Edited by: Stephan Weidinger
Is atopic disease a risk factor for attention-deficit/hyperactivity disorder? A systematic review
Version of Record online: 17 AUG 2010
© 2010 John Wiley & Sons A/S
Volume 65, Issue 12, pages 1506–1524, December 2010
How to Cite
Schmitt, J., Buske-Kirschbaum, A. and Roessner, V. (2010), Is atopic disease a risk factor for attention-deficit/hyperactivity disorder? A systematic review. Allergy, 65: 1506–1524. doi: 10.1111/j.1398-9995.2010.02449.x
- Issue online: 29 OCT 2010
- Version of Record online: 17 AUG 2010
- Accepted for publication 16 June 2010
- attention-deficit/hyperactivity disorder;
- systematic review
To cite this article: Schmitt J, Buske-Kirschbaum A, Roessner V. Is atopic disease a risk factor for attention-deficit/hyperactivity disorder? A systematic review. Allergy 2010; 65: 1506–1524.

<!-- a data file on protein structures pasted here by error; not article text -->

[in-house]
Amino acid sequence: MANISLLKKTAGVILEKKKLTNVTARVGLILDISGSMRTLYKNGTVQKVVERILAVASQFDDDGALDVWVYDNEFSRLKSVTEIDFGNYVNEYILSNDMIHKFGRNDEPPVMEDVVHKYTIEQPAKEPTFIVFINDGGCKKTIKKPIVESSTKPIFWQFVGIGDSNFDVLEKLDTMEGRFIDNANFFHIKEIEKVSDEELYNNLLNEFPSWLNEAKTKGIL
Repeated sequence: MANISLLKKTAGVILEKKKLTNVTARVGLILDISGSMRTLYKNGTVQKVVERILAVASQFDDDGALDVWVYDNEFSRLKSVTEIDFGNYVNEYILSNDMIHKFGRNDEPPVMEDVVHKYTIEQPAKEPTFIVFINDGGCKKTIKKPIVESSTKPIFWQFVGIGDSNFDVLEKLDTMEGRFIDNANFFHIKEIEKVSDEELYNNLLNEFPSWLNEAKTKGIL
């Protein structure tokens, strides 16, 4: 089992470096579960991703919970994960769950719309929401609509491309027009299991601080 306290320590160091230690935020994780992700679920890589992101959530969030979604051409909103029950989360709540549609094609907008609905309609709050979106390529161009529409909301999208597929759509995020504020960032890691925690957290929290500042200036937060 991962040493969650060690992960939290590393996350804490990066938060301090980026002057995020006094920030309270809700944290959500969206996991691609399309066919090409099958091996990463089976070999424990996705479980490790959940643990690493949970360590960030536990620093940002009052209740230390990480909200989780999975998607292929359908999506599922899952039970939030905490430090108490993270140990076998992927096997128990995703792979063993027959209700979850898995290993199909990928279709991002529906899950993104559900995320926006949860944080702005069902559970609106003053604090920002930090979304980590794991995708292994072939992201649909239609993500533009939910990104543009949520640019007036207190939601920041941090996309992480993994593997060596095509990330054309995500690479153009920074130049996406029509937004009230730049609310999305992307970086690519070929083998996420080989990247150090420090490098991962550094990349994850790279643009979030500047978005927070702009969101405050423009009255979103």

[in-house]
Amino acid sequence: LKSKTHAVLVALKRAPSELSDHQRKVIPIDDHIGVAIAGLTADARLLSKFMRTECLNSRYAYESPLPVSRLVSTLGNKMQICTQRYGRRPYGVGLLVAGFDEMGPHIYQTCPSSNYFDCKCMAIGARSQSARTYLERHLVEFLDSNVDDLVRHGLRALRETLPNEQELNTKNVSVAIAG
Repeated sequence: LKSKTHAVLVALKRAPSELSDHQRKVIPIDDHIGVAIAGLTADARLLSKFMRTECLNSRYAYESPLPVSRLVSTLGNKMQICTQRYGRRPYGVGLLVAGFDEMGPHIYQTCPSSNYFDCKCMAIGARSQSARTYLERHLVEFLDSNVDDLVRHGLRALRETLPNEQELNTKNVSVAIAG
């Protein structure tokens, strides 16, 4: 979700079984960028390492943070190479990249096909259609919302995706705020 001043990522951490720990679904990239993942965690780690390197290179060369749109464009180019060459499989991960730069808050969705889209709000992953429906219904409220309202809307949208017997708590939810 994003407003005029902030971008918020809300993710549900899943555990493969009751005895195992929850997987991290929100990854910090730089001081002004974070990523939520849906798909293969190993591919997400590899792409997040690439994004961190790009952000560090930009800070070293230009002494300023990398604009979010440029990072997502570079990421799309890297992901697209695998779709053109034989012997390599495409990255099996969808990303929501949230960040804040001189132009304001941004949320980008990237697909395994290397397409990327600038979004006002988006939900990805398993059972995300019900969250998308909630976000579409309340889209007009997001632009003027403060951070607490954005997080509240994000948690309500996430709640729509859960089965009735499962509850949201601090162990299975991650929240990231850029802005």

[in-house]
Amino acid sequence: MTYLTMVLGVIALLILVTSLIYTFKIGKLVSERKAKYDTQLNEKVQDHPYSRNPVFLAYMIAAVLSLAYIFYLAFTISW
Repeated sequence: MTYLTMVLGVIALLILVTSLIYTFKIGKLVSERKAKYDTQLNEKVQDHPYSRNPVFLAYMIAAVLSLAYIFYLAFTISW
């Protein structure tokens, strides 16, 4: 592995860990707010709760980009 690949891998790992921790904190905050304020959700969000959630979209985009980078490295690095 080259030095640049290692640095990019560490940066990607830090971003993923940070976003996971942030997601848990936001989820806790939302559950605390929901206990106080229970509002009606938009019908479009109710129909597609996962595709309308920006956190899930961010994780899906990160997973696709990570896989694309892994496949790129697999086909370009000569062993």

The increase in prevalence and burden of atopic diseases, i.e. eczema, rhinitis, and asthma over the past decades was paralleled by a worldwide increase in attention-deficit/hyperactivity disorder (ADHD) diagnoses. We systematically reviewed epidemiologic studies investigating the relationship between atopic diseases and ADHD. Electronic literature search in PubMed and PsycINFO (until 02/2010) supplemented by handsearch yielded 20 relevant studies totaling 170 175 individuals. Relevant data were abstracted independently by two reviewers. Six studies consistently reported a positive association between eczema and ADHD with one study suggesting effect modification by sleeping problems. Twelve studies consistently found a positive association between asthma and ADHD, which, however, appeared to be at least partly explained (confounded) by concurrent or previous eczema. Rhinitis and serum-IgE level were not related to ADHD symptomatology. We conclude that not atopic disease in general, but rather that eczema appears to be independently related to ADHD. Conclusions about temporality and whether the observed association constitutes a causal relationship are impossible, as most studies were cross-sectional (n = 14; 70%) or case–control studies without incident exposure measurement (n = 5; 25%). Another methodological concern is that the criteria to define atopic disease and ADHD were inadequate in most studies. A failure to adjust for confounders in the majority of studies was an additional limitation so that meta-analysis was not indicated. Future interdisciplinary high-quality prospective research is needed to better understand the mechanisms underlying the relationship between eczema and ADHD and to eventually establish targeted preventive and treatment strategies.